In 1993, Scott Eckern, then a professor of theater (among other things) at the University of the Pacific was hired as full-time general manager and in 2002 became the artistic director. He remembers the days when “name” stars, like Harv Presnell, Leslie Uggams and Alan Young took the lead roles, a practice which began to change in the 1990s. When they stopped casting familiar celebrities, it allowed them to choose the shows for each season differently. They didn’t have to choose shows by what celebrity was available, but they could hold open auditions for the shows they wanted to present. It allowed them to balance the season better.

“Our mission is to keep the classics alive and also help move the art form forward. You look at the classic pieces like Rodgers & Hammerstein or Lerner & Lowe and then add the shows that are the future classics or the newer pieces of musical theater,” explained Eckern. “We try to get a balance. The classics are classic because they are well crafted and they tell good stories, with a solid book. There is a whole generation of actors who haven’t performed many of them.”

Eckern auditions over 2000 actors for some 125 parts. He travels some 14 weeks a year and auditions people in New York, in Los Angeles. “We now cast Tony award nominees and winners, stars on Broadway. Music Circus is ‘the’ summer job to get in the theater.”

“People want to perform with Music Circus,” says Education Director Victoria Plata. “It is a great thing to put on a resume. In Sacramento we’re such an institution that we’re taken for granted. In New York we are considered one of the finest regional theaters in the country.”

(It’s not only the featured players who look forward to Music Circus. Richard Bulda is an example of one of the members of the supporting staff who arranges his summer around the season, and doesn’t make other plans until he’s checked to see into which shows he might fit.)

While Eckern is auditioning performers and Bulda is arranging his summer schedule, Plata is getting ready to welcome her new crop of interns. The internship program, which she “inherited,” allows students to learn about technical theater. Eckern developed a program through American River College where students would receive up to 6 units of theater credit for working 10 weeks during the summer.

Interns rotate through several departments -- costumes, scenic design, and props, and also work with the stage manager. They are also part of the technical crew, those unsung heroes of the Music Circus who run up and down the darkened aisles carrying huge set pieces. Occasionally interns may find themselves on stage in costume for brief periods.

My daughter Jeri worked two seasons at Music Circus, one year as an intern, and another on the paid staff. She found herself on stage several times, for example as part of townspeople raising a ruckus in “Best Little Whorehouse in Texas.” She also remembers Davis’ Stewart Mayhew playing the delivery boy from the bookseller in “Oliver!” “You don’t hire people to play roles like that,” she says.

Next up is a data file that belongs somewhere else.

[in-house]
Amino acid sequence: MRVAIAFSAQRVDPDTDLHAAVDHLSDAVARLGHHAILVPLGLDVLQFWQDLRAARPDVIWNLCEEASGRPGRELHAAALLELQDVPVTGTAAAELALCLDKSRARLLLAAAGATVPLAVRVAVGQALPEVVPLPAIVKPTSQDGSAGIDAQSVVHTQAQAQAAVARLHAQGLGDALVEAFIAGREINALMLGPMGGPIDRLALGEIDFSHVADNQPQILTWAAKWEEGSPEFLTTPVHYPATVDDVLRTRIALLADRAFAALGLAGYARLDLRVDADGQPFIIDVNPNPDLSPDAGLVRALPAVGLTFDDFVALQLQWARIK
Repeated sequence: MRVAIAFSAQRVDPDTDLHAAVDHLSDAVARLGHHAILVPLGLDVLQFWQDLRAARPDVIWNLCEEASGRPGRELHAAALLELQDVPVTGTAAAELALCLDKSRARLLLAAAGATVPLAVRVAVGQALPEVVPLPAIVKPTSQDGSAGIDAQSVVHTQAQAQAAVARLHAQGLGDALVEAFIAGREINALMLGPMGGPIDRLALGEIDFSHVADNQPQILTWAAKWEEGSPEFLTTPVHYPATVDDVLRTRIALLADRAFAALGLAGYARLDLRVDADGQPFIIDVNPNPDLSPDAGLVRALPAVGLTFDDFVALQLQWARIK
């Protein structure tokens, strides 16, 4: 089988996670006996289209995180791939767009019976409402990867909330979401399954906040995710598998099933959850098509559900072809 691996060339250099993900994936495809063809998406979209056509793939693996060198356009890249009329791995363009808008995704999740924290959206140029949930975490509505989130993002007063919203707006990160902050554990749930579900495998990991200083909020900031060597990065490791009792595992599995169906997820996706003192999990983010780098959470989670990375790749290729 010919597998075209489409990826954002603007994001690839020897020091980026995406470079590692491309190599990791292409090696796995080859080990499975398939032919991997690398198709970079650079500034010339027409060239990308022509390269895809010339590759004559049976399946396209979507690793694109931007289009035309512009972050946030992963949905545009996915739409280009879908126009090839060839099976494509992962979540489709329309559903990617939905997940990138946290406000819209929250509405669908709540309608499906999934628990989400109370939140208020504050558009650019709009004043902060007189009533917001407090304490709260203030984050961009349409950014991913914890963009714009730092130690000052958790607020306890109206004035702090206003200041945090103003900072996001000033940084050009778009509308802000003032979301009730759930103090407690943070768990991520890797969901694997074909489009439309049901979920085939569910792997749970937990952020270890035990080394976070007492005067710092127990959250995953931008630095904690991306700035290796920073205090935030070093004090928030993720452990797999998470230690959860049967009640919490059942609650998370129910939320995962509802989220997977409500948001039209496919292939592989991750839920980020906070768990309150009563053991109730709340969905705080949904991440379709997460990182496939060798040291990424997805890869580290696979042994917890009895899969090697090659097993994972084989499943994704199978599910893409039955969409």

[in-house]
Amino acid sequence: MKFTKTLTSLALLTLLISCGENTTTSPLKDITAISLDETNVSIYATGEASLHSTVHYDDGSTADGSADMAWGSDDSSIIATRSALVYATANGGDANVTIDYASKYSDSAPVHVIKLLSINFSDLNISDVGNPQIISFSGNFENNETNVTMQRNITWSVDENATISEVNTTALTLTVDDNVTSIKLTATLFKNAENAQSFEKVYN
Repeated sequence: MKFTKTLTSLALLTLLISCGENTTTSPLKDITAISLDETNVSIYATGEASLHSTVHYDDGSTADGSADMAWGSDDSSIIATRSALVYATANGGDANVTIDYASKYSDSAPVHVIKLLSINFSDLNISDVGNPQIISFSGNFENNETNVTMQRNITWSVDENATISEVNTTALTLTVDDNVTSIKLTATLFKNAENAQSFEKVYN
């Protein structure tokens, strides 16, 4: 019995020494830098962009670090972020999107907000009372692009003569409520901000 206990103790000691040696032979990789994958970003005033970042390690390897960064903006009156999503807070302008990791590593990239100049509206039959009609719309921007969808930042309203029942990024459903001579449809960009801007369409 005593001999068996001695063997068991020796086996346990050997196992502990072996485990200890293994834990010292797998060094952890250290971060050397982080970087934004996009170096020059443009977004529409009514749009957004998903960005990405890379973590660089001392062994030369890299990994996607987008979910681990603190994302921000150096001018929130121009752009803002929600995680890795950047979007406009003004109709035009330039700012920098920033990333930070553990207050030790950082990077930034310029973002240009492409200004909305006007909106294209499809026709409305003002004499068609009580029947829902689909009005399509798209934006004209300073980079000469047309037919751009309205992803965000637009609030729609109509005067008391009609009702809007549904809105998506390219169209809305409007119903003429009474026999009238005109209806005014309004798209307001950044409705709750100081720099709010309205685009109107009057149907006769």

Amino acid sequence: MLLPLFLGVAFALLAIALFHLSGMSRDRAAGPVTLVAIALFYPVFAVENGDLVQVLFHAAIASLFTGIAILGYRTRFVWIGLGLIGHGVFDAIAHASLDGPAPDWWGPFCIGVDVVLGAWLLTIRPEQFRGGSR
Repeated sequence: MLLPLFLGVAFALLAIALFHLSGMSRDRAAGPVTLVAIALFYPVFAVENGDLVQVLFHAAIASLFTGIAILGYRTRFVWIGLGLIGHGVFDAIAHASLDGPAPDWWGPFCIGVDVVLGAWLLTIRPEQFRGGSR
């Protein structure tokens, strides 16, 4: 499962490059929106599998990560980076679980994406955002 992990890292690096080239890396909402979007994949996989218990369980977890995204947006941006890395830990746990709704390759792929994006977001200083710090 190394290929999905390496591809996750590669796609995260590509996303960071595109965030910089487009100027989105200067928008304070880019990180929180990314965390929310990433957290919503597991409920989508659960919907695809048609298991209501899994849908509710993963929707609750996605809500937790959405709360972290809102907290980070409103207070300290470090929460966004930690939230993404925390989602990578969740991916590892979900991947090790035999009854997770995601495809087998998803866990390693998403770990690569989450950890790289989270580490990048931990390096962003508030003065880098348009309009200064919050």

Music Circus also has a large volunteer program, coordinated by Bryant King. Volunteers run scenery and work as dressers, for example. There may be some 40-50 volunteers working anywhere from one week or through the entire season.

The company has an arrangement with the local stagehands union and hires two professional stage technicians from the local union to oversee “an army of volunteers,” says stagehand Phil Sequeira. “Usually the hired hands get the biggest, heaviest, most awkward pieces to move.”

The combination of professionals on and off stage, interns, and community volunteers is a part of the flavor of what Music Circus is all about. “It’s a community based organization,” says McSwain, adding that the final component of the “community” is the audience. “I never stop bragging about our audiences,” he says, adding that even the national actors who come in for the Broadway Series in the fall are blown away with the support of Sacramento audiences. “Sacramento has the smartest, most responsive audiences,” brags McSwain.

Louise Wilson, Lindsay Terry and Carolyn Tucker have introduced their own children to theater through Music Circus, and there is a generational component to the tech crew as well. Tim Kunz, who currently works as a stagehand, is the son of Clarence Kunz, a former stagehand, who still comes to shows each year. Flyman Jimmy Lovelace, who has been working in the rigging since the tent days, is the son of Russ Lovelace, who also worked as a technician in the old tent.

On July 10, opening night of “Les Miserables,” the office will be full of flowers waiting to be delivered to the performers, the lights will go up in the Wells Fargo Pavilion, several generations of patrons will file into the theater, and the 2007 season will get underway.